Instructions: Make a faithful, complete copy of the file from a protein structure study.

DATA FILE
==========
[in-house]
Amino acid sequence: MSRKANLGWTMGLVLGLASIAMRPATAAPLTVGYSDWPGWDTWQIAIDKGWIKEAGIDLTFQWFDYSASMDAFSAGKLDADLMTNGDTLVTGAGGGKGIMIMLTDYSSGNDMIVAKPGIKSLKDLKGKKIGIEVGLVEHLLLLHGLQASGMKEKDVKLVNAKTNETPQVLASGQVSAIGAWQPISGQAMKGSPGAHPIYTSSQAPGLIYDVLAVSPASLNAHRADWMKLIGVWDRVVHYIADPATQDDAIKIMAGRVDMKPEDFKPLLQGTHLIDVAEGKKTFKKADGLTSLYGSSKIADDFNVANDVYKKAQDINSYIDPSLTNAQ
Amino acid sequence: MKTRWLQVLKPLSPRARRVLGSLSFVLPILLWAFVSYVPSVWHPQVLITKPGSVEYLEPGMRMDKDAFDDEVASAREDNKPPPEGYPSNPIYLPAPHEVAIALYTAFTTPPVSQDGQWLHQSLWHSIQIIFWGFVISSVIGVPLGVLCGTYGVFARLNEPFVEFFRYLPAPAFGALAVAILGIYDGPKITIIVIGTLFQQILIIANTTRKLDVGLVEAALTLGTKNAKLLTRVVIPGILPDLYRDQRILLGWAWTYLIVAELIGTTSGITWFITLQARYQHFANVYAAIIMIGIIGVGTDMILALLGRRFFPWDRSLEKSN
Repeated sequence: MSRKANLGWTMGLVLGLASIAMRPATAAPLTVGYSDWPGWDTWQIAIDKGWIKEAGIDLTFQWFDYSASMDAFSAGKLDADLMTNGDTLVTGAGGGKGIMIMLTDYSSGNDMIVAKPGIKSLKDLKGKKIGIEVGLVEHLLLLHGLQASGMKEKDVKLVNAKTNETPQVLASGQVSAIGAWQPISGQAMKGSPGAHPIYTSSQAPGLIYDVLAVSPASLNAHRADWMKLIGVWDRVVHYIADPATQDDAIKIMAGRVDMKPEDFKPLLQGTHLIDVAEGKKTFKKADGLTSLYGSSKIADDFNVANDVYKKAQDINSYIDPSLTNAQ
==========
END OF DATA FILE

[in-house]
Amino acid sequence: MSRKANLGWTMGLVLGLASIAMRPATAAPLTVGYSDWPGWDTWQIAIDKGWIKEAGIDLTFQWFDYSASMDAFSAGKLDADLMTNGDTLVTGAGGGKGIMIMLTDYSSGNDMIVAKPGIKSLKDLKGKKIGIEVGLVEHLLLLHGLQASGMKEKDVKLVNAKTNETPQVLASGQVSAIGAWQPISGQAMKGSPGAHPIYTSSQAPGLIYDVLAVSPASLNAHRADWMKLIGVWDRVVHYIADPATQDDAIKIMAGRVDMKPEDFKPLLQGTHLIDVAEGKKTFKKADGLTSLYGSSKIADDFNVANDVYKKAQDINSYIDPSLTNAQ
Amino acid sequence: MKTRWLQVLKPLSPRARRVLGSLSFVLPILLWAFVSYVPSVWHPQVLITKPGSVEYLEPGMRMDKDAFDDEVASAREDNKPPPEGYPSNPIYLPAPHEVAIALYTAFTTPPVSQDGQWLHQSLWHSIQIIFWGFVISSVIGVPLGVLCGTYGVFARLNEPFVEFFRYLPAPAFGALAVAILGIYDGPKITIIVIGTLFQQILIIANTTRKLDVGLVEAALTLGTKNAKLLTRVVIPGILPDLYRDQRILLGWAWTYLIVAELIGTTSGITWFITLQARYQHFANVYAAIIMIGIIGVGTDMILALLGRRFFPWDRSLEKSN
Repeated sequence: MSRKANLGWTMGLVLGLASIAMRPATAAPLTVGYSDWPGWDTWQIAIDKGWIKEAGIDLTFQWFDYSASMDAFSAGKLDADLMTNGDTLVTGAGGGKGIMIMLTDYSSGNDMIVAKPGIKSLKDLKGKKIGIEVGLVEHLLLLHGLQASGMKEKDVKLVNAKTNETPQVLASGQVSAIGAWQPISGQAMKGSPGAHPIYTSSQAPGLIYDVLAVSPASLNAHRADWMKLIGVWDRVVHYIADPATQDDAIKIMAGRVDMKPEDFKPLLQGTHLIDVAEGKKTFKKADGLTSLYGSSKIADDFNVANDVYKKAQDINSYIDPSLTNAQ